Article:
Afghanistan: Neither republic, nor monarchy

Afghanistan’s Loya Jirga meets amid calls for Mohammad Zaher Shah to be head of state and his refusal to accept the position. As outside influences are blamed for this decision, the Loya Jirga needs to digest the first day of meetings before any long-term conclusions are reached.

The first Loya Jirga since Mohammad Zaher Shah fled Afghanistan two decades ago, with the coming to power of the government of Dr. Najibullah, the most progressive government ever to rule in Kabul, but one whose chances of success were scuppered by the CIA, the Mujaheddin, Mohammad Omar and Osama Bin Laden, will have to undergo a period of adaptation, as Afghanistan’s numerous ethnic and social groupings come together to discuss their future.

These groupings are considerably different, socially and politically, since the last Loya Jirga, since the drive of the Pashtun-based Taleban and the reaction of the Uzbekh and Takikh-based Northern Alliance have carved swathes of influence over the years in areas which were never theirs.

As far as King Zaher Shah is concerned, the 1551 members of the Loya Jirga are divided between wanting him as Head of State and not wanting him at all. For the sake of unity, Zaher Shah is wise to decline any post and to delegate all executive powers to Hamid Karzai, who has been accused by some of being an American puppet (having spent some years in the USA) but who presents himself as the only credible alternative to govern this complex system of tribes and peoples who call themselves a country.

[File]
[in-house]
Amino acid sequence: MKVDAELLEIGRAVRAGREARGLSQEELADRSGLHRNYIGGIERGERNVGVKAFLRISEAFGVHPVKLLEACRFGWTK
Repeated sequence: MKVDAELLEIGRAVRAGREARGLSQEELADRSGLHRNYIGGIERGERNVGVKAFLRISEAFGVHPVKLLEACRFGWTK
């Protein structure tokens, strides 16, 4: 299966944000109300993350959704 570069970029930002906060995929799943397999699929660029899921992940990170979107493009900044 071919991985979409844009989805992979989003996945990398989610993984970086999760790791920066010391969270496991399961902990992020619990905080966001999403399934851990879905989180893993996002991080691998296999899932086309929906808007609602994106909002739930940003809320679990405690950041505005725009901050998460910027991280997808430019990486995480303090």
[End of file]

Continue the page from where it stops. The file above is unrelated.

Fortunately for Hamid Karzai, there is not a hostile power, greedy to gain interests, which is ready to fund a new Mujaheddin movement to force his government from power, unlike the scenario with the government of Dr. Najibullah.


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